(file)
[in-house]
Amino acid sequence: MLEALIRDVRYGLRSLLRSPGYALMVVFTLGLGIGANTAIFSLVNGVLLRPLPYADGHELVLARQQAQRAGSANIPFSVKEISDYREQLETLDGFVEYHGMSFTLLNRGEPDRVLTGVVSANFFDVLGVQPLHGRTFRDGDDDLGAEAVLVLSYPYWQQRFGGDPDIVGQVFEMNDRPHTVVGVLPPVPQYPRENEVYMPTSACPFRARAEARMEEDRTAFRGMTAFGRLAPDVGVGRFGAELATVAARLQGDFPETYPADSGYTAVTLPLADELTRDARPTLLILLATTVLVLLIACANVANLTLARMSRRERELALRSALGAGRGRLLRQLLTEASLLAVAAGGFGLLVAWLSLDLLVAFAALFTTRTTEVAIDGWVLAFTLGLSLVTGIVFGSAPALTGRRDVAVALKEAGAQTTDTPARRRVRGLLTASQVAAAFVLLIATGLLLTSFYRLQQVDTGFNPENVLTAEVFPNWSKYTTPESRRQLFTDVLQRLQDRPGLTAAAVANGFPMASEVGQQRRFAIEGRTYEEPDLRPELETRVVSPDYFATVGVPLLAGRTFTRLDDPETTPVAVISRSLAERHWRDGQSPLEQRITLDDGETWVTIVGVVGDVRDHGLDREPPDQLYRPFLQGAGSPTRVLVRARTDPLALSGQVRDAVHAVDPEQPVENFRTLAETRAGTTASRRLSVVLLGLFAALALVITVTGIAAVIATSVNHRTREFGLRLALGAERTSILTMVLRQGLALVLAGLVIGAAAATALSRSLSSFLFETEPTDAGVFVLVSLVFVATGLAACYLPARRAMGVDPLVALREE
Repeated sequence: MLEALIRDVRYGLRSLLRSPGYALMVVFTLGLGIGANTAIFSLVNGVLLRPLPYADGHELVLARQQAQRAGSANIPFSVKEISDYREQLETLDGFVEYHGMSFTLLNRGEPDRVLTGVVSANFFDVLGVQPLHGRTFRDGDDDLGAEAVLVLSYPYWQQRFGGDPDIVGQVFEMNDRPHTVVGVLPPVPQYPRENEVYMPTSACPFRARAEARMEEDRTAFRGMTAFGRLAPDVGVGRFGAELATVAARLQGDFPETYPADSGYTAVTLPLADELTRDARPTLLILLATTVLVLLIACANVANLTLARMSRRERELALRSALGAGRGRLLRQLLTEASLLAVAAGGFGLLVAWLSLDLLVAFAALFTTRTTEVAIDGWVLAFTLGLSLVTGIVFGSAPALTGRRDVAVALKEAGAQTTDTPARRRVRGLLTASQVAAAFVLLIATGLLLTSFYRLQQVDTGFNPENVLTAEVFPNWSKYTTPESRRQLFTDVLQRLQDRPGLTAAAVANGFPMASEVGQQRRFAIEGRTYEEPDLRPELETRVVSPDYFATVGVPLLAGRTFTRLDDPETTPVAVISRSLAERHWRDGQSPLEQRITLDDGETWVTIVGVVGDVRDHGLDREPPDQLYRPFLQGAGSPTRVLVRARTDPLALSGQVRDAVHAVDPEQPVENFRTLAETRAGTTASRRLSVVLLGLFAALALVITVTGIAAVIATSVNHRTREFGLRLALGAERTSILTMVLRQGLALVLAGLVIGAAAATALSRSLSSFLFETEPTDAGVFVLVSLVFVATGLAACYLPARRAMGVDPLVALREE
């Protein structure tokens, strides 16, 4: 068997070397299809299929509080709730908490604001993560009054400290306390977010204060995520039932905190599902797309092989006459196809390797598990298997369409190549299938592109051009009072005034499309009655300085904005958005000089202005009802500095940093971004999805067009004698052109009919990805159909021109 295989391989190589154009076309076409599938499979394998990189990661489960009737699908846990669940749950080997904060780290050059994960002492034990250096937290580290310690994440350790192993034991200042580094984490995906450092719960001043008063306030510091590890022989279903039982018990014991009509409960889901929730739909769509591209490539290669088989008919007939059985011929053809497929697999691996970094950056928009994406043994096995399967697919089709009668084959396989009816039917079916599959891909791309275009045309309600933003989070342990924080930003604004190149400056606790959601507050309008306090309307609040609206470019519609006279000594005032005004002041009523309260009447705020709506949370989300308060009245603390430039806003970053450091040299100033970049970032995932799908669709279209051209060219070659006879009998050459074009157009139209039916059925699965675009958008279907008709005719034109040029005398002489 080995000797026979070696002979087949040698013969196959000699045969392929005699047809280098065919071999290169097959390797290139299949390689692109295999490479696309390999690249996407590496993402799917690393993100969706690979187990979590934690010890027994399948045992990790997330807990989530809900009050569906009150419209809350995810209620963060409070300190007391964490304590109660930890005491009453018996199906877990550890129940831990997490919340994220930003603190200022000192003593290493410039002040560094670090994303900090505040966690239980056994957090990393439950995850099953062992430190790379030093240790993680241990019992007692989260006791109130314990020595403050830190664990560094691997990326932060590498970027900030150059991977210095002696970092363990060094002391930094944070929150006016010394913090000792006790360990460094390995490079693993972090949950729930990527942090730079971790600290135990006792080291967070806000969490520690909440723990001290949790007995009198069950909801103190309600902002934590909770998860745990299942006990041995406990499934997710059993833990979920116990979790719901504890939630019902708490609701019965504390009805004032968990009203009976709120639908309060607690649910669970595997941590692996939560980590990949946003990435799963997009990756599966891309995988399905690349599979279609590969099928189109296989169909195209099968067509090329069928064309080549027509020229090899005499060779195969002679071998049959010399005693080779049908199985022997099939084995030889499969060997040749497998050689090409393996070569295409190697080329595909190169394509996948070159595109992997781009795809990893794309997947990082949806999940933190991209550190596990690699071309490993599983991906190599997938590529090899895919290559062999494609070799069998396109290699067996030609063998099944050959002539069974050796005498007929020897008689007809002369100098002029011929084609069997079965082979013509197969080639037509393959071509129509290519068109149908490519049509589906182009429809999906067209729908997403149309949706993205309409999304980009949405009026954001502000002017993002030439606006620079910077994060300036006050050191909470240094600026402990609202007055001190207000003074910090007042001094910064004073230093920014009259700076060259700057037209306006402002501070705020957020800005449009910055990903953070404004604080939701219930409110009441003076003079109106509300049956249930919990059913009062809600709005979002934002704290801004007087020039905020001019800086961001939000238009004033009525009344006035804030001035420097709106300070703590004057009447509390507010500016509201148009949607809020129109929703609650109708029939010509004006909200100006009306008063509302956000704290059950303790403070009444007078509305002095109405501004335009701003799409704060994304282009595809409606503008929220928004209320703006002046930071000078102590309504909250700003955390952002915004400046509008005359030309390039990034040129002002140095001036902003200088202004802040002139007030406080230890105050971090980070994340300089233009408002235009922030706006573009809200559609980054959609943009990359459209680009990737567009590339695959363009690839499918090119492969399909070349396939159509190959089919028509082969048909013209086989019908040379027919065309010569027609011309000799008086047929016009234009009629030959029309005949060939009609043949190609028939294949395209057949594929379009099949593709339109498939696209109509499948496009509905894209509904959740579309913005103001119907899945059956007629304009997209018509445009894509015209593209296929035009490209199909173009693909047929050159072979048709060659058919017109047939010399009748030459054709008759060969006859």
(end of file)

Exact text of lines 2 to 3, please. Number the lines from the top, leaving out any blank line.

Amino acid sequence: MLEALIRDVRYGLRSLLRSPGYALMVVFTLGLGIGANTAIFSLVNGVLLRPLPYADGHELVLARQQAQRAGSANIPFSVKEISDYREQLETLDGFVEYHGMSFTLLNRGEPDRVLTGVVSANFFDVLGVQPLHGRTFRDGDDDLGAEAVLVLSYPYWQQRFGGDPDIVGQVFEMNDRPHTVVGVLPPVPQYPRENEVYMPTSACPFRARAEARMEEDRTAFRGMTAFGRLAPDVGVGRFGAELATVAARLQGDFPETYPADSGYTAVTLPLADELTRDARPTLLILLATTVLVLLIACANVANLTLARMSRRERELALRSALGAGRGRLLRQLLTEASLLAVAAGGFGLLVAWLSLDLLVAFAALFTTRTTEVAIDGWVLAFTLGLSLVTGIVFGSAPALTGRRDVAVALKEAGAQTTDTPARRRVRGLLTASQVAAAFVLLIATGLLLTSFYRLQQVDTGFNPENVLTAEVFPNWSKYTTPESRRQLFTDVLQRLQDRPGLTAAAVANGFPMASEVGQQRRFAIEGRTYEEPDLRPELETRVVSPDYFATVGVPLLAGRTFTRLDDPETTPVAVISRSLAERHWRDGQSPLEQRITLDDGETWVTIVGVVGDVRDHGLDREPPDQLYRPFLQGAGSPTRVLVRARTDPLALSGQVRDAVHAVDPEQPVENFRTLAETRAGTTASRRLSVVLLGLFAALALVITVTGIAAVIATSVNHRTREFGLRLALGAERTSILTMVLRQGLALVLAGLVIGAAAATALSRSLSSFLFETEPTDAGVFVLVSLVFVATGLAACYLPARRAMGVDPLVALREE
Repeated sequence: MLEALIRDVRYGLRSLLRSPGYALMVVFTLGLGIGANTAIFSLVNGVLLRPLPYADGHELVLARQQAQRAGSANIPFSVKEISDYREQLETLDGFVEYHGMSFTLLNRGEPDRVLTGVVSANFFDVLGVQPLHGRTFRDGDDDLGAEAVLVLSYPYWQQRFGGDPDIVGQVFEMNDRPHTVVGVLPPVPQYPRENEVYMPTSACPFRARAEARMEEDRTAFRGMTAFGRLAPDVGVGRFGAELATVAARLQGDFPETYPADSGYTAVTLPLADELTRDARPTLLILLATTVLVLLIACANVANLTLARMSRRERELALRSALGAGRGRLLRQLLTEASLLAVAAGGFGLLVAWLSLDLLVAFAALFTTRTTEVAIDGWVLAFTLGLSLVTGIVFGSAPALTGRRDVAVALKEAGAQTTDTPARRRVRGLLTASQVAAAFVLLIATGLLLTSFYRLQQVDTGFNPENVLTAEVFPNWSKYTTPESRRQLFTDVLQRLQDRPGLTAAAVANGFPMASEVGQQRRFAIEGRTYEEPDLRPELETRVVSPDYFATVGVPLLAGRTFTRLDDPETTPVAVISRSLAERHWRDGQSPLEQRITLDDGETWVTIVGVVGDVRDHGLDREPPDQLYRPFLQGAGSPTRVLVRARTDPLALSGQVRDAVHAVDPEQPVENFRTLAETRAGTTASRRLSVVLLGLFAALALVITVTGIAAVIATSVNHRTREFGLRLALGAERTSILTMVLRQGLALVLAGLVIGAAAATALSRSLSSFLFETEPTDAGVFVLVSLVFVATGLAACYLPARRAMGVDPLVALREE